The five-day festival was part of a larger global screening aimed at drawing attention to the intersection of pinkwashing, queerness, and the nuances of Arab identity
Four short but powerful films composed the Nov. 15 screening at the Queer for Palestine film festival at La Sala Rossa, located at 4848 Saint-Laurent Blvd.
Spanning from six to 41 minutes long, the films, in order of appearance, were Houria (2011) by Raafat Hattab, Blessed Blessed Oblivion (2010) by Jumana Manna, Mondial 2010 (2014) by Roy Dib, and Cinema Al Fouad (1993) by Mohamed Soueid.
With films chosen by members of Regards palestiniens, a Montreal collective composed of researchers, artists and activists, the festival was meant to raise awareness and celebrate the experiences of queer Arabs, in solidarity with Palestinians and as a part of the global festival, Queer Cinema for Palestine. The collective aims to organize cinema events that draw attention to the multifaceted lived realities of Palestinians and highlight the community’s creativity and engagement. Cinema Politica and the Feminist Media Studio were involved in the production as well.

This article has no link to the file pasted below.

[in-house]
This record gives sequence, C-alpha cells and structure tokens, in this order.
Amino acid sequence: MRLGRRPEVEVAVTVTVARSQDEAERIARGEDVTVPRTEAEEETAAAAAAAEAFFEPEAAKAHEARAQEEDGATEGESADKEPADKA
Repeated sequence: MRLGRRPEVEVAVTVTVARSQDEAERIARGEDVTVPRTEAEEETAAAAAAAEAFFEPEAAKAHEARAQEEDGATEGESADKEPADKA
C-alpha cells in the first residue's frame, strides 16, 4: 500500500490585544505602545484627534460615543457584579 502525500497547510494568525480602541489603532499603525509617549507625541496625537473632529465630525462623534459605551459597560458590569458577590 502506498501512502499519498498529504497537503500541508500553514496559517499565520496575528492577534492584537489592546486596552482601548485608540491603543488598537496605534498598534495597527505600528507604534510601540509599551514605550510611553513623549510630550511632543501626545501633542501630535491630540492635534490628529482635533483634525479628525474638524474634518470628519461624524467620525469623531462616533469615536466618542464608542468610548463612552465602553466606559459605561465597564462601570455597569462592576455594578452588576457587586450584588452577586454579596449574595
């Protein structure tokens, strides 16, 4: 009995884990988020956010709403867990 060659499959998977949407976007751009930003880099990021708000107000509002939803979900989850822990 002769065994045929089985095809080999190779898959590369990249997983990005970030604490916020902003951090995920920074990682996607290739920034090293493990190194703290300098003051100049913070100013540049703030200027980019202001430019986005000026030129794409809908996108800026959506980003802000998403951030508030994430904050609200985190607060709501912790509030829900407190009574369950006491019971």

The curators of the Queer for Palestine festival were Farah Atoui, Razan AlSalah, Muhammad Nour Elkhairy, and Viviane Saglier.
Speaking as a collective to The Concordian, the curators explained the rationale behind the choice of films. “We were looking for films that explore sexual and gender identity as part of the larger struggle for Palestinian liberation. […] These films expand queerness beyond an individual or collective identity into a political life project. These films also retell Palestinian history from a queer perspective.”
La Sala Rossa has a history of hosting progressive cultural events, beginning in the early 1930s as a gathering place for the left-wing Jewish community in Montreal.
The Nov. 15 live screening was followed by a discussion hosted by members of the Montreal chapter of the Palestinian Youth Movement, a grassroots organization of young Palestinians and their allies dedicated to the liberation of Palestine. Colonialism and western imperialism were discussed in relation to the films, as well as the intersecting experiences of queerness, Arab and Muslim identity.
The choice of short films versus long ones was conscious on the curators’ part, aimed at fostering conversation. “We hesitated between a long-feature and a program of shorts. We opted for a program of shorts because it offers a diversity and multiplicity of perspectives, as well as presents different aesthetic approaches, and thus makes for a richer and more layered reflection and discussion.”